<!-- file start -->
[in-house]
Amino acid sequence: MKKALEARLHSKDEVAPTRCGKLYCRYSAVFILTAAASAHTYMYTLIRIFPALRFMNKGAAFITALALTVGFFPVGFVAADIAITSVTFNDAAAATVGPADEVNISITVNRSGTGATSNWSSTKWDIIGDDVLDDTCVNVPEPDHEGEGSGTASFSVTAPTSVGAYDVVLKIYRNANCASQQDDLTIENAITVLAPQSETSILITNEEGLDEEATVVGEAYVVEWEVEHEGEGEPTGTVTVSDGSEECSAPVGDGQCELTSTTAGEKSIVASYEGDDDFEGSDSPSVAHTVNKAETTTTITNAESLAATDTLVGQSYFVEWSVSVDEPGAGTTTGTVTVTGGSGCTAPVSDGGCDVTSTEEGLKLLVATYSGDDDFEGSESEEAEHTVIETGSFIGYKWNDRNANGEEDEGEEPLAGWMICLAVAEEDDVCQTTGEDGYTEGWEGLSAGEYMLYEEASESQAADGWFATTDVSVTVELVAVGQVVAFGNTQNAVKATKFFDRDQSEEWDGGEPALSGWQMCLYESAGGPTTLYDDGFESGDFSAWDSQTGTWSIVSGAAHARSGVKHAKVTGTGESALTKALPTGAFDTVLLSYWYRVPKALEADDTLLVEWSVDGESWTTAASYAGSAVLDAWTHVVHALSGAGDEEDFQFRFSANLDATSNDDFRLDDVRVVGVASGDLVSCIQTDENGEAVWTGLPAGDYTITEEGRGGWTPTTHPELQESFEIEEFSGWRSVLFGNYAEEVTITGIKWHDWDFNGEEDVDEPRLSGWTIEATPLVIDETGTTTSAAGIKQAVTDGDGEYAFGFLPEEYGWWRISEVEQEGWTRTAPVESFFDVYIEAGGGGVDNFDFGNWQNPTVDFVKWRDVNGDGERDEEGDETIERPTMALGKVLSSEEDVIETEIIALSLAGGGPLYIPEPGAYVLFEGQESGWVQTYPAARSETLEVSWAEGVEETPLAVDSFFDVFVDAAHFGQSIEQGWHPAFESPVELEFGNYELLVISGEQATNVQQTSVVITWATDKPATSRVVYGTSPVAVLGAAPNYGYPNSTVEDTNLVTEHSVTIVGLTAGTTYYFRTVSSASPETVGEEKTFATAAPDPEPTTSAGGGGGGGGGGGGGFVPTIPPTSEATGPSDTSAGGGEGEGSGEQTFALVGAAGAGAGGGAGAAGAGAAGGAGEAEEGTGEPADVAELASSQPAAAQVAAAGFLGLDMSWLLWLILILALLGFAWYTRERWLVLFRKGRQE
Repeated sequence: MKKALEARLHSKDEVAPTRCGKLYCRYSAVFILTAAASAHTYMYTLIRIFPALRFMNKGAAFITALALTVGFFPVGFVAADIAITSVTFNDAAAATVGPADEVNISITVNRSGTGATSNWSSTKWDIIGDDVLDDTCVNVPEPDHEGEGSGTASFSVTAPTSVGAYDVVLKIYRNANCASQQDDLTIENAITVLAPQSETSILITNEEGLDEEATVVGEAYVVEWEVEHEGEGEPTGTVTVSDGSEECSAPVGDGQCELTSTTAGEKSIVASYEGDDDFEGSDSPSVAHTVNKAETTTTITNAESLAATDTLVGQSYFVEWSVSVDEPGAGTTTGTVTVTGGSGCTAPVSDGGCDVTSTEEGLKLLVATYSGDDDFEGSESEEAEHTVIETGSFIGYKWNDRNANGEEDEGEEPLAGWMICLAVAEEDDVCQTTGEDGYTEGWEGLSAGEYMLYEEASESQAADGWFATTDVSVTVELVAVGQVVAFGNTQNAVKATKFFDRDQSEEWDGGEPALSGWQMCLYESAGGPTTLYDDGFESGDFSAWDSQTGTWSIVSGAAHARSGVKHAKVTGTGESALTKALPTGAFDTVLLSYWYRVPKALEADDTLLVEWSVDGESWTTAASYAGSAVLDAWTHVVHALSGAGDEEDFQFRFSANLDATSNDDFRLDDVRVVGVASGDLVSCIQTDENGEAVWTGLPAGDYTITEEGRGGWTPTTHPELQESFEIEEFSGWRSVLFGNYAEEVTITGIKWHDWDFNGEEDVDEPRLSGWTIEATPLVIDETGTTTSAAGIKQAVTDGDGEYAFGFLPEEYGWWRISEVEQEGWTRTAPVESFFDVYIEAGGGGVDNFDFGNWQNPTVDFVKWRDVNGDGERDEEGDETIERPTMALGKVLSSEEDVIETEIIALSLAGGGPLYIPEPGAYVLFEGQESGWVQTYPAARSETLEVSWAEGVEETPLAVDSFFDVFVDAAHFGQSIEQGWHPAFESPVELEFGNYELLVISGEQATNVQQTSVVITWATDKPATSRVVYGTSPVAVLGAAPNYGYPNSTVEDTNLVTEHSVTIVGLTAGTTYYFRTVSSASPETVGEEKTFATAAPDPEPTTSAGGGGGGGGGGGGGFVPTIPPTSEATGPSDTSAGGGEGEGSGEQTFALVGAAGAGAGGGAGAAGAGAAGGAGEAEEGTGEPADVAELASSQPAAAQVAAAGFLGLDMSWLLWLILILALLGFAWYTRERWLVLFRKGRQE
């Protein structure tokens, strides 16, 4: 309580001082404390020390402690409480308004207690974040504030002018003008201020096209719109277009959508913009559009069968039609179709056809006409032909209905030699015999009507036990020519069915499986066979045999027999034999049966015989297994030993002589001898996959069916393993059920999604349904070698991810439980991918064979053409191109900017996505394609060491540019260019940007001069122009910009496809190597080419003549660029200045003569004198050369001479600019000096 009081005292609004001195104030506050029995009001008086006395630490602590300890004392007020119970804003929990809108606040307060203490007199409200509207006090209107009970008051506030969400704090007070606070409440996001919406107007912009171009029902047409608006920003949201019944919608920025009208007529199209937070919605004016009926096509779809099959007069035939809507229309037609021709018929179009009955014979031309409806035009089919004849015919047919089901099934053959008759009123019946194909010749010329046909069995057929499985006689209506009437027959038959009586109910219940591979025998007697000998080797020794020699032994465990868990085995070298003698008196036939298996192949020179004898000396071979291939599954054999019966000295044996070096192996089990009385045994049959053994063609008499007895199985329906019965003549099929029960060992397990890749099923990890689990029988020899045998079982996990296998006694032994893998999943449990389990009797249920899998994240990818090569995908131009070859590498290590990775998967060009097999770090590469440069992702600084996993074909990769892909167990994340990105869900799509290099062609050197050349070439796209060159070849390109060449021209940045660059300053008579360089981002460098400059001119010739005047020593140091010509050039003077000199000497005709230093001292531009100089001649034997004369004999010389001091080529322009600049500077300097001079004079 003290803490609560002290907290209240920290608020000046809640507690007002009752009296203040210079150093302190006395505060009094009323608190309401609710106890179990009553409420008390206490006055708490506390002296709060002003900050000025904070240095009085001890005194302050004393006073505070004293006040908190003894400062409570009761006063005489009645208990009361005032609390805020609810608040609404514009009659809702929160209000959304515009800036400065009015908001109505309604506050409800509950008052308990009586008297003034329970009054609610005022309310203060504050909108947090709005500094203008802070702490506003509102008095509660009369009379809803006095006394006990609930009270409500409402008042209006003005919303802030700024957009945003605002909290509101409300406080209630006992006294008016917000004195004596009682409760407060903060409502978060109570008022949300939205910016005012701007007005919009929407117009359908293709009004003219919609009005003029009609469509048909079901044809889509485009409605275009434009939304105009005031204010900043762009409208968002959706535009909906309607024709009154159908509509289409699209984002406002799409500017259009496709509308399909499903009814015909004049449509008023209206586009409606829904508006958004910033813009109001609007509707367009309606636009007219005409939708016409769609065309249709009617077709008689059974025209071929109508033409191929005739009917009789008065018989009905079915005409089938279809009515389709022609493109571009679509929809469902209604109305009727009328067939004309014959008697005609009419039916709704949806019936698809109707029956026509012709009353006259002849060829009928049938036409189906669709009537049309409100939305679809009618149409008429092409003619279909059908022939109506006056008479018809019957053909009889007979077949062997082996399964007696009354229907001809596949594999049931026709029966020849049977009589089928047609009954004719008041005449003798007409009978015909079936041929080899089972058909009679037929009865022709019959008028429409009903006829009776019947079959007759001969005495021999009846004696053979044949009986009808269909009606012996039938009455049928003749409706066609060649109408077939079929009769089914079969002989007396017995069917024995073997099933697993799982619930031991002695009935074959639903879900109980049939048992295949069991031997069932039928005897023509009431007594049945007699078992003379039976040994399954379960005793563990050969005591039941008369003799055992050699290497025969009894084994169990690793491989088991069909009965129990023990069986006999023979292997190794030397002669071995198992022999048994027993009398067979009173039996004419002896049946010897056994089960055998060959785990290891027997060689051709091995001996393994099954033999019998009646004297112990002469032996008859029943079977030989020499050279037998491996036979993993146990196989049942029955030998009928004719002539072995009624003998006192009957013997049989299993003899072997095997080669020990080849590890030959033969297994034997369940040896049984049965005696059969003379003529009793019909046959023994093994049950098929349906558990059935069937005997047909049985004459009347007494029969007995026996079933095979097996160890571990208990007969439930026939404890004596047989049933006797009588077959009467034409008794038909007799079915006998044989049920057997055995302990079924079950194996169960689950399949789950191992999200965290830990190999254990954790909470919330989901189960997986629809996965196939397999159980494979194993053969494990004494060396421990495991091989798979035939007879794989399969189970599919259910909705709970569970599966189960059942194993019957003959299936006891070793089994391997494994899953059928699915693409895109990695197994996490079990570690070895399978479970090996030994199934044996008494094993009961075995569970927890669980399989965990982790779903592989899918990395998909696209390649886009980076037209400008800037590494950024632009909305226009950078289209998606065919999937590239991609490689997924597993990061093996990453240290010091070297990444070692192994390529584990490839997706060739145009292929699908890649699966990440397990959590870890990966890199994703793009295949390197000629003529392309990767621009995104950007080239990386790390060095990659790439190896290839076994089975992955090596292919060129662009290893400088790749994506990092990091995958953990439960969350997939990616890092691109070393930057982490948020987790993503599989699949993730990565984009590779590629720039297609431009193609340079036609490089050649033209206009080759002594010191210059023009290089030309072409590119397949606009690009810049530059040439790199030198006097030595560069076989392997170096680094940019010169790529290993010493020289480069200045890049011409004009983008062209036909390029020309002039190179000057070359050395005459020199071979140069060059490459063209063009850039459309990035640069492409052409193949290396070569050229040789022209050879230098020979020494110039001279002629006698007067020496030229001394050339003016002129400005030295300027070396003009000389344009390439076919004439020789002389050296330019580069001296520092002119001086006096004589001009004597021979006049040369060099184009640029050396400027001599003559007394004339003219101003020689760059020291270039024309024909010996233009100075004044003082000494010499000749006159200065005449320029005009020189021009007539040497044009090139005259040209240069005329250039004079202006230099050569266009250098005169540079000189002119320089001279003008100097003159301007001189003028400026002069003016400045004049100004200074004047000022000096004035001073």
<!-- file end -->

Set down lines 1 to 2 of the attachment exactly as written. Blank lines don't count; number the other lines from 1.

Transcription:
[in-house]
Amino acid sequence: MKKALEARLHSKDEVAPTRCGKLYCRYSAVFILTAAASAHTYMYTLIRIFPALRFMNKGAAFITALALTVGFFPVGFVAADIAITSVTFNDAAAATVGPADEVNISITVNRSGTGATSNWSSTKWDIIGDDVLDDTCVNVPEPDHEGEGSGTASFSVTAPTSVGAYDVVLKIYRNANCASQQDDLTIENAITVLAPQSETSILITNEEGLDEEATVVGEAYVVEWEVEHEGEGEPTGTVTVSDGSEECSAPVGDGQCELTSTTAGEKSIVASYEGDDDFEGSDSPSVAHTVNKAETTTTITNAESLAATDTLVGQSYFVEWSVSVDEPGAGTTTGTVTVTGGSGCTAPVSDGGCDVTSTEEGLKLLVATYSGDDDFEGSESEEAEHTVIETGSFIGYKWNDRNANGEEDEGEEPLAGWMICLAVAEEDDVCQTTGEDGYTEGWEGLSAGEYMLYEEASESQAADGWFATTDVSVTVELVAVGQVVAFGNTQNAVKATKFFDRDQSEEWDGGEPALSGWQMCLYESAGGPTTLYDDGFESGDFSAWDSQTGTWSIVSGAAHARSGVKHAKVTGTGESALTKALPTGAFDTVLLSYWYRVPKALEADDTLLVEWSVDGESWTTAASYAGSAVLDAWTHVVHALSGAGDEEDFQFRFSANLDATSNDDFRLDDVRVVGVASGDLVSCIQTDENGEAVWTGLPAGDYTITEEGRGGWTPTTHPELQESFEIEEFSGWRSVLFGNYAEEVTITGIKWHDWDFNGEEDVDEPRLSGWTIEATPLVIDETGTTTSAAGIKQAVTDGDGEYAFGFLPEEYGWWRISEVEQEGWTRTAPVESFFDVYIEAGGGGVDNFDFGNWQNPTVDFVKWRDVNGDGERDEEGDETIERPTMALGKVLSSEEDVIETEIIALSLAGGGPLYIPEPGAYVLFEGQESGWVQTYPAARSETLEVSWAEGVEETPLAVDSFFDVFVDAAHFGQSIEQGWHPAFESPVELEFGNYELLVISGEQATNVQQTSVVITWATDKPATSRVVYGTSPVAVLGAAPNYGYPNSTVEDTNLVTEHSVTIVGLTAGTTYYFRTVSSASPETVGEEKTFATAAPDPEPTTSAGGGGGGGGGGGGGFVPTIPPTSEATGPSDTSAGGGEGEGSGEQTFALVGAAGAGAGGGAGAAGAGAAGGAGEAEEGTGEPADVAELASSQPAAAQVAAAGFLGLDMSWLLWLILILALLGFAWYTRERWLVLFRKGRQE